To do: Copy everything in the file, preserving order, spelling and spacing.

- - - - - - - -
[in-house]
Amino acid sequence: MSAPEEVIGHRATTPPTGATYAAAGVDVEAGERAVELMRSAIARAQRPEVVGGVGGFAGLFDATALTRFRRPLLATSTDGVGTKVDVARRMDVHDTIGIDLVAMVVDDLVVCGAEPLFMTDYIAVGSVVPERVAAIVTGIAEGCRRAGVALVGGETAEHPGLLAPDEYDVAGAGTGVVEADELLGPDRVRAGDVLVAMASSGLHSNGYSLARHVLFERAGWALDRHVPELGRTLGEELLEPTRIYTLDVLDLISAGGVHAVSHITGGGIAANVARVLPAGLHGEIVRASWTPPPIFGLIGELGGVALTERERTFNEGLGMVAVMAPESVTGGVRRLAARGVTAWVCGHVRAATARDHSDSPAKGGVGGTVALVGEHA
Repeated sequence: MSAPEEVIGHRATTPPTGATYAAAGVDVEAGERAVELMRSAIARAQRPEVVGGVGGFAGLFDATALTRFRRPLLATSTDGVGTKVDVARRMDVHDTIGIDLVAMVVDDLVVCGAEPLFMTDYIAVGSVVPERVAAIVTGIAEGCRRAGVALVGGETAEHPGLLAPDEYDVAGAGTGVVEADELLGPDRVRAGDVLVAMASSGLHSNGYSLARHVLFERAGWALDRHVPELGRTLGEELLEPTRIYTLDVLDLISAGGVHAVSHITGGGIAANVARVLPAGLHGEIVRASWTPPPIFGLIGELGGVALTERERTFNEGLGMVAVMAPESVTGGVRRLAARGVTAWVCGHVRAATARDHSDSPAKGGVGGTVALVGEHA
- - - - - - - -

[in-house]
Amino acid sequence: MSAPEEVIGHRATTPPTGATYAAAGVDVEAGERAVELMRSAIARAQRPEVVGGVGGFAGLFDATALTRFRRPLLATSTDGVGTKVDVARRMDVHDTIGIDLVAMVVDDLVVCGAEPLFMTDYIAVGSVVPERVAAIVTGIAEGCRRAGVALVGGETAEHPGLLAPDEYDVAGAGTGVVEADELLGPDRVRAGDVLVAMASSGLHSNGYSLARHVLFERAGWALDRHVPELGRTLGEELLEPTRIYTLDVLDLISAGGVHAVSHITGGGIAANVARVLPAGLHGEIVRASWTPPPIFGLIGELGGVALTERERTFNEGLGMVAVMAPESVTGGVRRLAARGVTAWVCGHVRAATARDHSDSPAKGGVGGTVALVGEHA
Repeated sequence: MSAPEEVIGHRATTPPTGATYAAAGVDVEAGERAVELMRSAIARAQRPEVVGGVGGFAGLFDATALTRFRRPLLATSTDGVGTKVDVARRMDVHDTIGIDLVAMVVDDLVVCGAEPLFMTDYIAVGSVVPERVAAIVTGIAEGCRRAGVALVGGETAEHPGLLAPDEYDVAGAGTGVVEADELLGPDRVRAGDVLVAMASSGLHSNGYSLARHVLFERAGWALDRHVPELGRTLGEELLEPTRIYTLDVLDLISAGGVHAVSHITGGGIAANVARVLPAGLHGEIVRASWTPPPIFGLIGELGGVALTERERTFNEGLGMVAVMAPESVTGGVRRLAARGVTAWVCGHVRAATARDHSDSPAKGGVGGTVALVGEHA